Health Information Exchange Services in Support of Disaster Preparedness and Emergency Medical Response: Assessment of Opportunity in California and the Gulf Coast [open pdf - 1MB]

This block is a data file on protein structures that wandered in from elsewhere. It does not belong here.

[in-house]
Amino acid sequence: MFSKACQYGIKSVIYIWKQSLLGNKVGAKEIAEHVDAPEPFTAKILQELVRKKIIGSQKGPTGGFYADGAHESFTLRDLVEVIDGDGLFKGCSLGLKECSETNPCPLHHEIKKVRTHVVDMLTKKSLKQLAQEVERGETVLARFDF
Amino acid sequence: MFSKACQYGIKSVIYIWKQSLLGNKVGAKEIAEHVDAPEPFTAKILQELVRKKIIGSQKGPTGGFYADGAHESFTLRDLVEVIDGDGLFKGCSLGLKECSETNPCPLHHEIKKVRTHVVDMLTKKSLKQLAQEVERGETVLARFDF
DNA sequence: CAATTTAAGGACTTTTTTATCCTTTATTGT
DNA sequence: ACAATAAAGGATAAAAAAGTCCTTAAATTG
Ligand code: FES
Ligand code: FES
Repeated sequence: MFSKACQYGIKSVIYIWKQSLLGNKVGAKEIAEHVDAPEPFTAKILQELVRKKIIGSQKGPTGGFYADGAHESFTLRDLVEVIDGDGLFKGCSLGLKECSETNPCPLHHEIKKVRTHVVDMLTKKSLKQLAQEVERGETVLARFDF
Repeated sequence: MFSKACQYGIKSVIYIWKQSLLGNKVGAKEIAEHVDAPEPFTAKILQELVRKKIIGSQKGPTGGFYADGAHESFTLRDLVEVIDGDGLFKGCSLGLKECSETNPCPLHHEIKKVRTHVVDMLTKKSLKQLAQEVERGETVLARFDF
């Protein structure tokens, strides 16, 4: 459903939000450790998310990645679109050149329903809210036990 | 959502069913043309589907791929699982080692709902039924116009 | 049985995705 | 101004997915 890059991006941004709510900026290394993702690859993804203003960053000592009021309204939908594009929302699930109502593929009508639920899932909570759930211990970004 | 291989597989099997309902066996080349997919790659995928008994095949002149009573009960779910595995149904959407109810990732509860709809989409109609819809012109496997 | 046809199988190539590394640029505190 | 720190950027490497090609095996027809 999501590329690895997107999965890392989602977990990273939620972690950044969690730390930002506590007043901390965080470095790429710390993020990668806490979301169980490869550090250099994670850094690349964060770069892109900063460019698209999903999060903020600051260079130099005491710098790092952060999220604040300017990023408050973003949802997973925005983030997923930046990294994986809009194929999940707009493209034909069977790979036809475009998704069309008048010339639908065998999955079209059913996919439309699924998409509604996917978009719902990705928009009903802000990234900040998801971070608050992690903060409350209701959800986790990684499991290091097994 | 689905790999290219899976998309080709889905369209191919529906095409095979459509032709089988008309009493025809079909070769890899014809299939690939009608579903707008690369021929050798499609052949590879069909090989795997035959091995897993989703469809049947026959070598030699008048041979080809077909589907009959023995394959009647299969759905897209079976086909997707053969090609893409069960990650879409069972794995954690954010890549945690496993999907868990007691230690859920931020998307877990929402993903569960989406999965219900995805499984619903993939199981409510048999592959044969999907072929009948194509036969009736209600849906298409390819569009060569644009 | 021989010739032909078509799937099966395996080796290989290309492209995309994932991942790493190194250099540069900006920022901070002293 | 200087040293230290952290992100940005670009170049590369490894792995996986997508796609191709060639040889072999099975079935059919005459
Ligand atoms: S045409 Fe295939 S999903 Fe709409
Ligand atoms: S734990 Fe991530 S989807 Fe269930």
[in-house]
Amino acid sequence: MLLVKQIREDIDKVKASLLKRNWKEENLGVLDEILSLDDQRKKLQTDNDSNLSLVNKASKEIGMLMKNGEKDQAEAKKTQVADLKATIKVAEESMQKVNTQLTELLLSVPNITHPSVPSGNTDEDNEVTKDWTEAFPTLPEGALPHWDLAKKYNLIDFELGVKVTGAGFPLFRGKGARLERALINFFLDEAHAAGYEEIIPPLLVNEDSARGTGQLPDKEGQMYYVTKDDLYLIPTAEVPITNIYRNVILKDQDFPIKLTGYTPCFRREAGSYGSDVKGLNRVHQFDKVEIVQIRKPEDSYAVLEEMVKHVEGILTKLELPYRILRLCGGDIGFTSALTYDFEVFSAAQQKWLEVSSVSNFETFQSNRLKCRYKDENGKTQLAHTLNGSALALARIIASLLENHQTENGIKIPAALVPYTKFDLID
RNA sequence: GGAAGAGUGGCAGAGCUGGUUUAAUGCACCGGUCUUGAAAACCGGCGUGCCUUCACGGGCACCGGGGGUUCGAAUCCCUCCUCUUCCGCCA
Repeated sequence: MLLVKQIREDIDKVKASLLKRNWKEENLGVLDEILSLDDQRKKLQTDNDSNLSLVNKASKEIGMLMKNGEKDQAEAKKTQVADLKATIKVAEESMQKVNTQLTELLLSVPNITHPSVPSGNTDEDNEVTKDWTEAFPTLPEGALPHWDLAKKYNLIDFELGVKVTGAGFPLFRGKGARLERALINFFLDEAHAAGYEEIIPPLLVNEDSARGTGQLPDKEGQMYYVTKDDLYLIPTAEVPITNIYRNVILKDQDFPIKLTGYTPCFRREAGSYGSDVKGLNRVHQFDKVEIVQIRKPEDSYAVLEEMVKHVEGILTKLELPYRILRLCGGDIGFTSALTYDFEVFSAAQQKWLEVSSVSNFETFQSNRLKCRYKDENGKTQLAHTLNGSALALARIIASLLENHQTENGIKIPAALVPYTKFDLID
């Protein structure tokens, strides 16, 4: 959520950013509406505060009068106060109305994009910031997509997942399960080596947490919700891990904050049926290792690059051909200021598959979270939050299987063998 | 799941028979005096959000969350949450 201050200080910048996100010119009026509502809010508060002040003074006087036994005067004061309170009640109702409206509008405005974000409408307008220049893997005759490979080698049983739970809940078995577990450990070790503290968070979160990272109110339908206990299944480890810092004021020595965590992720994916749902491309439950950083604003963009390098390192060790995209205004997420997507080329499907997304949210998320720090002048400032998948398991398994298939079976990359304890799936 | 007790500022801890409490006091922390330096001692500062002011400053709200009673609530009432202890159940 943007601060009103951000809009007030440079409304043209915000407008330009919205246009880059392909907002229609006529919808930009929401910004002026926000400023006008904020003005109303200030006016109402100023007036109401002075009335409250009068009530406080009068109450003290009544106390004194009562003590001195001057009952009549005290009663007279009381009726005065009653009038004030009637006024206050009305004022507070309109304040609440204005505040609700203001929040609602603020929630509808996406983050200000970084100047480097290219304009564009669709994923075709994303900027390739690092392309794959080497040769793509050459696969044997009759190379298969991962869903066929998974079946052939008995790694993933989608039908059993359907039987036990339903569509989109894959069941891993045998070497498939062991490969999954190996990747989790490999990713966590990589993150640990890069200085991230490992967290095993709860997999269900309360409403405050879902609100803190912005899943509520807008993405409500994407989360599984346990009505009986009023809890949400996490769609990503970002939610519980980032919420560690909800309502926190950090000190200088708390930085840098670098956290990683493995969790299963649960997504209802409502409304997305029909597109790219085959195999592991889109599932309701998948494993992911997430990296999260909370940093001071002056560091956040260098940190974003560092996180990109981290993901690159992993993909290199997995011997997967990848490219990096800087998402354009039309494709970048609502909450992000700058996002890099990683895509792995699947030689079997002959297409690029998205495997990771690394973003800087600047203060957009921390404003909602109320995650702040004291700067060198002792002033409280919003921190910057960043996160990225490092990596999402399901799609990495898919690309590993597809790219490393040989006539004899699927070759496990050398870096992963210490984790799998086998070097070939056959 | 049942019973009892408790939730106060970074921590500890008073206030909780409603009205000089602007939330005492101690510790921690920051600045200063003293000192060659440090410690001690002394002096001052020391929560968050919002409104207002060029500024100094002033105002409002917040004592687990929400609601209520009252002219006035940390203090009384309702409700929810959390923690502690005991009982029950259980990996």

"Over the last decade, a number of significant disasters have struck the United States, including hurricanes, tornadoes, pandemic flu, and terrorist attacks. Each of these events has resulted in evacuations and/or the treatment of patients outside of where they traditionally seek medical treatment. Consequently, care is often provided with incomplete information, which may impact the quality of care or cause harm to patients. As the nation has moved towards the digitization of patient health information, many initiatives have focused on how electronic patient data can be used during a disaster or emergency to improve care. Additionally, many have considered how health information exchange (HIE) can support healthcare professionals not only during disasters, but also during day-to-day emergencies. While significant progress has been made since one of the U.S.'s worst disasters, Hurricane Katrina, the country as a whole was recently given a grade of 'C-' for disaster preparedness and a 'D-' for access to emergency care, suggesting that additional work is needed. The Office of the National Coordinator for Health Information Technology (ONC), the federal agency that oversees the nationwide effort to transition to and meaningfully use health information technology (HIT), has sought to capitalize on the emerging HIT infrastructure. […] Ai focused its efforts on two geographic areas that are vulnerable to a high number of natural disasters: California and the Gulf Coast (Louisiana, Mississippi, and Texas). Officials in both of these areas have spent considerable time developing disaster preparedness and response plans. Additionally, hospitals and emergency medical services (EMS) providers in both California and Louisiana are developing use cases and pilots for sharing of EMS data with hospitals."